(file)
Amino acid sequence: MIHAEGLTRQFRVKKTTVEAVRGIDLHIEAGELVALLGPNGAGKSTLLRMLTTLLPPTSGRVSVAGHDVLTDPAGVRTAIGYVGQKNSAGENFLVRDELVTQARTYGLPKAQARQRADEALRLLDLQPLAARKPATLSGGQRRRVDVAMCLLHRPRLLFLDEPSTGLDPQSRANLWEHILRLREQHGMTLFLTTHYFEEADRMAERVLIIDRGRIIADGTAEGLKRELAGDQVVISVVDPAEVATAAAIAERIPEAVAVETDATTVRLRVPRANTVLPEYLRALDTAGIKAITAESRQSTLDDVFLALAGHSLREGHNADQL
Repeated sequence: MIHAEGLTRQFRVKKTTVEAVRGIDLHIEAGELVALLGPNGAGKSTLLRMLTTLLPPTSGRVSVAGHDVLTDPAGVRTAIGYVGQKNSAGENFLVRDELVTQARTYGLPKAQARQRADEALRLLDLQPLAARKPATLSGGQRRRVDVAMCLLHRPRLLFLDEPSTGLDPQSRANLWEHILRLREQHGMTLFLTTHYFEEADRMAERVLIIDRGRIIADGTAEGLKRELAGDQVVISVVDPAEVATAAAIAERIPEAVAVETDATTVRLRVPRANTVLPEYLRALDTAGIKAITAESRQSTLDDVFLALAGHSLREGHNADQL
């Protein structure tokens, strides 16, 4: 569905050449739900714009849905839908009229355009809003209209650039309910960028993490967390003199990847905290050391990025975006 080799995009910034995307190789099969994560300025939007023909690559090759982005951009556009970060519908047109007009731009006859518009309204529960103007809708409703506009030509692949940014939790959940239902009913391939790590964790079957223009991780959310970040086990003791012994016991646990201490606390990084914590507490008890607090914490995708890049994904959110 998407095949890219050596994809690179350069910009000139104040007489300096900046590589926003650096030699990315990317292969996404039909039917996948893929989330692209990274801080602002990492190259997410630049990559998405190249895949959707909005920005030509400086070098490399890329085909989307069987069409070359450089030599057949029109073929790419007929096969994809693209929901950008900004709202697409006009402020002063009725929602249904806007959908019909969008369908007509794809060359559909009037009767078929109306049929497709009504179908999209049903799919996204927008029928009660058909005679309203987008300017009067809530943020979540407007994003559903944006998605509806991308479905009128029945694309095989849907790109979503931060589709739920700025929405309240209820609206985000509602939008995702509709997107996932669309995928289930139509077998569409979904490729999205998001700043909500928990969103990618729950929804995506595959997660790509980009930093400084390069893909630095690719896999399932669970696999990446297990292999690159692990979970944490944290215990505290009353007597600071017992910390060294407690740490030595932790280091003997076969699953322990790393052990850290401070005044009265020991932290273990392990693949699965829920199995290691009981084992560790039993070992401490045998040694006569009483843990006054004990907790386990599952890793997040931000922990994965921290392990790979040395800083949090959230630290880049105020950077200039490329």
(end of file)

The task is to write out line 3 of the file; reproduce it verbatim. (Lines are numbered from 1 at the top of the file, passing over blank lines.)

């Protein structure tokens, strides 16, 4: 569905050449739900714009849905839908009229355009809003209209650039309910960028993490967390003199990847905290050391990025975006 080799995009910034995307190789099969994560300025939007023909690559090759982005951009556009970060519908047109007009731009006859518009309204529960103007809708409703506009030509692949940014939790959940239902009913391939790590964790079957223009991780959310970040086990003791012994016991646990201490606390990084914590507490008890607090914490995708890049994904959110 998407095949890219050596994809690179350069910009000139104040007489300096900046590589926003650096030699990315990317292969996404039909039917996948893929989330692209990274801080602002990492190259997410630049990559998405190249895949959707909005920005030509400086070098490399890329085909989307069987069409070359450089030599057949029109073929790419007929096969994809693209929901950008900004709202697409006009402020002063009725929602249904806007959908019909969008369908007509794809060359559909009037009767078929109306049929497709009504179908999209049903799919996204927008029928009660058909005679309203987008300017009067809530943020979540407007994003559903944006998605509806991308479905009128029945694309095989849907790109979503931060589709739920700025929405309240209820609206985000509602939008995702509709997107996932669309995928289930139509077998569409979904490729999205998001700043909500928990969103990618729950929804995506595959997660790509980009930093400084390069893909630095690719896999399932669970696999990446297990292999690159692990979970944490944290215990505290009353007597600071017992910390060294407690740490030595932790280091003997076969699953322990790393052990850290401070005044009265020991932290273990392990693949699965829920199995290691009981084992560790039993070992401490045998040694006569009483843990006054004990907790386990599952890793997040931000922990994965921290392990790979040395800083949090959230630290880049105020950077200039490329």